PHS Moves Forward With Plans To Improve Student Performance
Princeton High School's Small Learning Communities (SLC) initiative will begin its second year this fall, with new programs and changes to the school day being instituted to increase student achievement levels.
This will include bringing back the concept of a homeroom, as well as departmental meetings among faculty members on early dismissal Wednesdays.
Implemented last year through a $300,000 grant from the U.S. Department of Education, the program is designed to give schools funding that will enable them to find ways to create smaller group settings that personalize the educational experience.
It is a timely development for PHS after reports that the school fell short on the state's standards for student achievement during the 2004-2005 school year.
Faculty members have spent the summer filling in the details of the plan, said PHS Principal Gary Snyder at the Princeton Regional Board of Education's Program Committee meeting on Thursday, August 18. He added that many aspects of the program are geared toward establishing or -improving -relationships between adults and students.
The reinstallation of homeroom will involve assigning approximately 20 students according to alphabetical order into a 12-minute class between second and third periods. Two faculty members will be assigned to each room, and will follow the students through their four years at PHS.
The homeroom provides an opportunity to go over students' questions, grade progress, and to assist those with special needs, such as finding a tutor for a certain class or subject.
"It won't address every student every day, but we want to reach each one over the course of 180 days," said Mr. Snyder, adding that guidance counselors will also use this time to speak to students.
Homeroom teachers will take attendance, go over the day's announcements, and distribute important information.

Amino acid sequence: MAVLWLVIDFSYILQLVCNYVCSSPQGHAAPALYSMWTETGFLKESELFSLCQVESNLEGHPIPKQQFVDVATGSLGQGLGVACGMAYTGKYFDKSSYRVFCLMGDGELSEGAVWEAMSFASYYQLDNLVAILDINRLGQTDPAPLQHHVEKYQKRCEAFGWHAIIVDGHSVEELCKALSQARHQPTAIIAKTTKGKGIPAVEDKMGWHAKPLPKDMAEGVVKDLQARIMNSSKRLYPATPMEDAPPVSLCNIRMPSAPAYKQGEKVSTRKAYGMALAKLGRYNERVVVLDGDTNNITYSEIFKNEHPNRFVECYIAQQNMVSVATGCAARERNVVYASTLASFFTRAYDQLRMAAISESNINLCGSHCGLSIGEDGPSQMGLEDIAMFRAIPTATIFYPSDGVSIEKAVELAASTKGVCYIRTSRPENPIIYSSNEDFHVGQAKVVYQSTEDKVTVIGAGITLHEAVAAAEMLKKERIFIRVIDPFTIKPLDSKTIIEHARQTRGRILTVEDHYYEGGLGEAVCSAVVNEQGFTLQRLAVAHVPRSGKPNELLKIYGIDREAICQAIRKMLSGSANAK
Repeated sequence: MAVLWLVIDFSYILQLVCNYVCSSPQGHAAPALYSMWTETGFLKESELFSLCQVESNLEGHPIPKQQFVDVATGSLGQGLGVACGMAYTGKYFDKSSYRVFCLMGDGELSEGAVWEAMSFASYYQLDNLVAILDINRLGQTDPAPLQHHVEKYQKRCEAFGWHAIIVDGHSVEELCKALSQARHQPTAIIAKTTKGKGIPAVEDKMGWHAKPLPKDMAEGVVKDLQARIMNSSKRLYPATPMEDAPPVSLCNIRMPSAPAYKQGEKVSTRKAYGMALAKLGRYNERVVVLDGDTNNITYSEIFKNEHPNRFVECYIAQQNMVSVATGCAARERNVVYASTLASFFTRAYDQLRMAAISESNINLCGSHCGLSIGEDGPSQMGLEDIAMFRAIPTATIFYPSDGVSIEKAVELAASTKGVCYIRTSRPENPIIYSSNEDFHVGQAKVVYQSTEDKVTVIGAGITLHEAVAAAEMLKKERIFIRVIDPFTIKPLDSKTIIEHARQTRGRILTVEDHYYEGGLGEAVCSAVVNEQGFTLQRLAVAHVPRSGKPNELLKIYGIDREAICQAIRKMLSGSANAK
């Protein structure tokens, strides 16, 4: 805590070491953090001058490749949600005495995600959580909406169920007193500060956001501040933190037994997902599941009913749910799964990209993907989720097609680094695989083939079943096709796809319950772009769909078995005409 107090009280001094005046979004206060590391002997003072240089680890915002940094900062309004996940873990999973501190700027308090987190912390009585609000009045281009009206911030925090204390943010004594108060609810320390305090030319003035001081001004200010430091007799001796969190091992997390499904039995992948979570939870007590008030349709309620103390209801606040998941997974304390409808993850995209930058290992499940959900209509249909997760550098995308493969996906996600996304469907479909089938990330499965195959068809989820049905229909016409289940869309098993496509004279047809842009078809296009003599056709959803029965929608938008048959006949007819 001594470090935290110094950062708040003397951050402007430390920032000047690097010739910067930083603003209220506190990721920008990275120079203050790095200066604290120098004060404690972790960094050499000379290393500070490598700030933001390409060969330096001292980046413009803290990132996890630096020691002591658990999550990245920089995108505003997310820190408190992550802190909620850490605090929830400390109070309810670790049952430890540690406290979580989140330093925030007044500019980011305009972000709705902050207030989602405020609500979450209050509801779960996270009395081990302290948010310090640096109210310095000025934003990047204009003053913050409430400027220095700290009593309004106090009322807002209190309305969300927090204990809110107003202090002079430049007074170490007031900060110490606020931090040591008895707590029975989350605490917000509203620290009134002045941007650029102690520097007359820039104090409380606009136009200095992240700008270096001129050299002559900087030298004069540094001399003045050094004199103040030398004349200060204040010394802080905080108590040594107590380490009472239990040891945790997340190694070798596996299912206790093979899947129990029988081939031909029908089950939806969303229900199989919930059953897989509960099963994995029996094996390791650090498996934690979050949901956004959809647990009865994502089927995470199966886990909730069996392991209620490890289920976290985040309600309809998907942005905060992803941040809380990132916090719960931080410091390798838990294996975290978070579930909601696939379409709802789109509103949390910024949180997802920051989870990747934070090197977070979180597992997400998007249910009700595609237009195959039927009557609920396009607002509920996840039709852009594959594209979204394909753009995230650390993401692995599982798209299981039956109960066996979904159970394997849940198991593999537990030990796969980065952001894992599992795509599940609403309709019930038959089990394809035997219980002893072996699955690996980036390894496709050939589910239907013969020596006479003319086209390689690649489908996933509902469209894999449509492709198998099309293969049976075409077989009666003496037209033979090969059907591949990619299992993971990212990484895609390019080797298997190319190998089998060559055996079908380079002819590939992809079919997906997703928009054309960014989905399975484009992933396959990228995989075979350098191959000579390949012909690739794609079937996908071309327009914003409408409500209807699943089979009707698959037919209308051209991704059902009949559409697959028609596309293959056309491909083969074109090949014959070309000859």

"That's the part most of us can remember being part of homeroom," said Mr. Snyder, adding that while homeroom is a routine part of the day in other school districts, PHS has not had one for several years.
Another aspect of SLC will be a motivational talk before the start of the second half of the school year, where students will be encouraged to set goals for the second semester. The talk will focus on second chances, and how to recover and get back on track, said Mr. Snyder.
Once spring sets in and graduating seniors begin to catch "senioritis," they will participate in a talk about why it is important to continue striving to do well in school, even if they have already been accepted to the college of their choice.
On early dismissal Wednesdays, groups of teachers will get together to study student data and discuss instructional strategies and how to improve students' overall performance.
A total of 23 out of the 36 Wednesdays during the school year will be early dismissal, said Mr. Snyder.
"A lot of the pieces are coming together," he said, adding that eventually the school is looking to use early dismissal Wednesdays for student programs as well, including community service and senior projects.